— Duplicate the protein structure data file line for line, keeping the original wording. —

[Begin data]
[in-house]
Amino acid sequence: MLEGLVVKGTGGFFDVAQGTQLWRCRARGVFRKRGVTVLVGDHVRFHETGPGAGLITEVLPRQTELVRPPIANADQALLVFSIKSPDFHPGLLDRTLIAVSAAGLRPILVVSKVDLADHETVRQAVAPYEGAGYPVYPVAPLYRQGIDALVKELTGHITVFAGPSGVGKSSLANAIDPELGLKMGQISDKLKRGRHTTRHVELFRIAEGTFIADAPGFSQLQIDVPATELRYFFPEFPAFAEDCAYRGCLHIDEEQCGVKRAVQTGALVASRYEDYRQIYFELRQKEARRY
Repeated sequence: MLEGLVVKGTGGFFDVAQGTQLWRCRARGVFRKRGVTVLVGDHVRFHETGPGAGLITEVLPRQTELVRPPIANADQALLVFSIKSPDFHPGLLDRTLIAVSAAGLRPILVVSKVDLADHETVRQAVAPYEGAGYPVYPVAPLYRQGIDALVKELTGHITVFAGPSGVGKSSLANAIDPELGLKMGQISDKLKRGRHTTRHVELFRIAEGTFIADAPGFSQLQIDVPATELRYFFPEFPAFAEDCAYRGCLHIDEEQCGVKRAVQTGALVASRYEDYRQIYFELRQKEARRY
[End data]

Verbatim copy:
[in-house]
Amino acid sequence: MLEGLVVKGTGGFFDVAQGTQLWRCRARGVFRKRGVTVLVGDHVRFHETGPGAGLITEVLPRQTELVRPPIANADQALLVFSIKSPDFHPGLLDRTLIAVSAAGLRPILVVSKVDLADHETVRQAVAPYEGAGYPVYPVAPLYRQGIDALVKELTGHITVFAGPSGVGKSSLANAIDPELGLKMGQISDKLKRGRHTTRHVELFRIAEGTFIADAPGFSQLQIDVPATELRYFFPEFPAFAEDCAYRGCLHIDEEQCGVKRAVQTGALVASRYEDYRQIYFELRQKEARRY
Repeated sequence: MLEGLVVKGTGGFFDVAQGTQLWRCRARGVFRKRGVTVLVGDHVRFHETGPGAGLITEVLPRQTELVRPPIANADQALLVFSIKSPDFHPGLLDRTLIAVSAAGLRPILVVSKVDLADHETVRQAVAPYEGAGYPVYPVAPLYRQGIDALVKELTGHITVFAGPSGVGKSSLANAIDPELGLKMGQISDKLKRGRHTTRHVELFRIAEGTFIADAPGFSQLQIDVPATELRYFFPEFPAFAEDCAYRGCLHIDEEQCGVKRAVQTGALVASRYEDYRQIYFELRQKEARRY